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Author Topic: The $500 dollar challenge  (Read 7257 times)
indypartridge
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« Reply #60 on: July 06, 2010, 07:31:35 AM »

Great Thread !!!
Yeah, but no one has stepped up to sell Mike a hive.
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BjornBee
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« Reply #61 on: July 06, 2010, 07:52:47 AM »

Great Thread !!!
Yeah, but no one has stepped up to sell Mike a hive.

But that is ok...  Wink

I knew the outcome, the responses, the angles, etc. The conclusion of my supposed "purchase" of bees was already cast. It was presented that I wanted to kill the bees. Or that my study would be slanted to only one conclusion. It reaffirms and allows the repeated response that others who have gone down that path have had to deal with.

I was pleasantly surprised that some chimed in with thoughtful comments. That the genetics are at play. That selection is a contributor. And that there is more to the story of smallcell than the often repeated message sent to many new beekeepers. Anyone who simply thinks they will regress bees and somehow all their problems go away, they will be sadly mistaken.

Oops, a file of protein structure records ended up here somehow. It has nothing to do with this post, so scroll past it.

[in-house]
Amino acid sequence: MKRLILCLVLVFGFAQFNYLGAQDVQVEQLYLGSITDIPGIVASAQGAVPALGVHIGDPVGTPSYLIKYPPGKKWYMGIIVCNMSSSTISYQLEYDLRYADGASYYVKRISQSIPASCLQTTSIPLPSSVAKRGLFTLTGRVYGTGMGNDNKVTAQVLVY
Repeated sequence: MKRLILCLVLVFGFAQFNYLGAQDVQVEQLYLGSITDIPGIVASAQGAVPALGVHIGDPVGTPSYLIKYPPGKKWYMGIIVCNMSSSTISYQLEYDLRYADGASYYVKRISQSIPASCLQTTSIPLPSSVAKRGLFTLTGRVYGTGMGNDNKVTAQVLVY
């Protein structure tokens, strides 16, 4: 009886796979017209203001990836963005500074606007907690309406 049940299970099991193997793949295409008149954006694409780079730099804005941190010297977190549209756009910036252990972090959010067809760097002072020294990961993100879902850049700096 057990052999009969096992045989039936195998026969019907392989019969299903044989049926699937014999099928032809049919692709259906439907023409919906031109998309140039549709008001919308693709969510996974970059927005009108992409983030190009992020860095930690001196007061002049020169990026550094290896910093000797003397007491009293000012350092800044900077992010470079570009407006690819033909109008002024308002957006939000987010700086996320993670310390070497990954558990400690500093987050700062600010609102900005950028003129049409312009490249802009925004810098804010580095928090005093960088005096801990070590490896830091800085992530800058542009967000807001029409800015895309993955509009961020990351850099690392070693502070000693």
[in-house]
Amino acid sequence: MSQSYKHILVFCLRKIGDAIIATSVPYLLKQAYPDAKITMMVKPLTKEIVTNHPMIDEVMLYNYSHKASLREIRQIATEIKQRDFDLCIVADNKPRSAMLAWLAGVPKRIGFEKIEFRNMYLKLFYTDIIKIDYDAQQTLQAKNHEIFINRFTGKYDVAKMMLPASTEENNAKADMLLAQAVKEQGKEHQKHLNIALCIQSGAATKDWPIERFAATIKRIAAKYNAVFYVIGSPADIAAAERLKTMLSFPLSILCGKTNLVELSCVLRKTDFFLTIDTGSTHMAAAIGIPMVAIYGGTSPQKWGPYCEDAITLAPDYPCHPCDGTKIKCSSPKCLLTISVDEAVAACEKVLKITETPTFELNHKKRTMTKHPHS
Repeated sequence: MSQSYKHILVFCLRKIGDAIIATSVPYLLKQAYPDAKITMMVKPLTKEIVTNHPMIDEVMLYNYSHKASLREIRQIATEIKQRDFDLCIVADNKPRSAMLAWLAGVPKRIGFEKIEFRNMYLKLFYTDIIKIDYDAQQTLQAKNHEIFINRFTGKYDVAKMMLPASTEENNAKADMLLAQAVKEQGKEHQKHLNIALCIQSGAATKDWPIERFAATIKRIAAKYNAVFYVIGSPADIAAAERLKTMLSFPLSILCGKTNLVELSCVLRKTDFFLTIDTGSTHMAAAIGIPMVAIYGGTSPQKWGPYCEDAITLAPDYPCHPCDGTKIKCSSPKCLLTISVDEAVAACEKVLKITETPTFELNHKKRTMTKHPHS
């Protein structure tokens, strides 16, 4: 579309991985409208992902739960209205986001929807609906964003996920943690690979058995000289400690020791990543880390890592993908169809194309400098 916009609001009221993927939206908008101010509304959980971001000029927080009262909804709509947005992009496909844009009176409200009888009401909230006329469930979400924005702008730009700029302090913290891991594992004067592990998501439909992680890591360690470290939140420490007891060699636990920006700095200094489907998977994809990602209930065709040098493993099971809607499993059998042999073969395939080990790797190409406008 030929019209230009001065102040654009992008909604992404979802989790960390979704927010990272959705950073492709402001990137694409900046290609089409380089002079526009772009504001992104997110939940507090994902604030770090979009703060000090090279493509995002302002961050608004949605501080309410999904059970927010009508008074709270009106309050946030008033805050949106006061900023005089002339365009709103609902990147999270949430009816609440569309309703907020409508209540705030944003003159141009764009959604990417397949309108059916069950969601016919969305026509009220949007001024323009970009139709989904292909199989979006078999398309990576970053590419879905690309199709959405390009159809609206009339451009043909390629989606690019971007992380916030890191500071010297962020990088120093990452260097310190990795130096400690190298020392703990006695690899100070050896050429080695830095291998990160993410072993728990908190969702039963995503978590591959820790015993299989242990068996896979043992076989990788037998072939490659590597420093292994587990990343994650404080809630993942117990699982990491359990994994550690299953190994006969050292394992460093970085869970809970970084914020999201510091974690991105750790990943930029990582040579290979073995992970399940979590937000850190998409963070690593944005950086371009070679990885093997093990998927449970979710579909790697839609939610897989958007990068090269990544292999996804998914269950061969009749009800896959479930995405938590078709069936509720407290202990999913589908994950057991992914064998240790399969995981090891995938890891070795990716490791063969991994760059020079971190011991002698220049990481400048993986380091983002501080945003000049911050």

I have no desire to purchase bees. My finding would mean nothing by doing the same thing I already have accomplished. My desire was to have a conversation perhaps to help others reading this thread that maybe they should think about both sides, consider all the ideas, and not base their decisions on one persons website, or one narrow view expressed.

Beekeeping is full of claims. Whether it bee smallcell, Warre hives, TBH, FGMO, vinegar machines, etc. Most have agendas or are out to promote their product, their position, ego, etc.

I enjoyed this thread. Conversations such as this is banned or not allowed on some of the forums by the very people who are out promoting one way of keeping bees or another. That should tell you something. And that is why I will never put on blinders, promote one type of beekeeping, and limit other beekeepers from access of the full range of knowledge from across the board. New beekeepers should be on alert of the snake oil approach to claims, systematically controlled by others, and any idea that attacks those with dissenting views.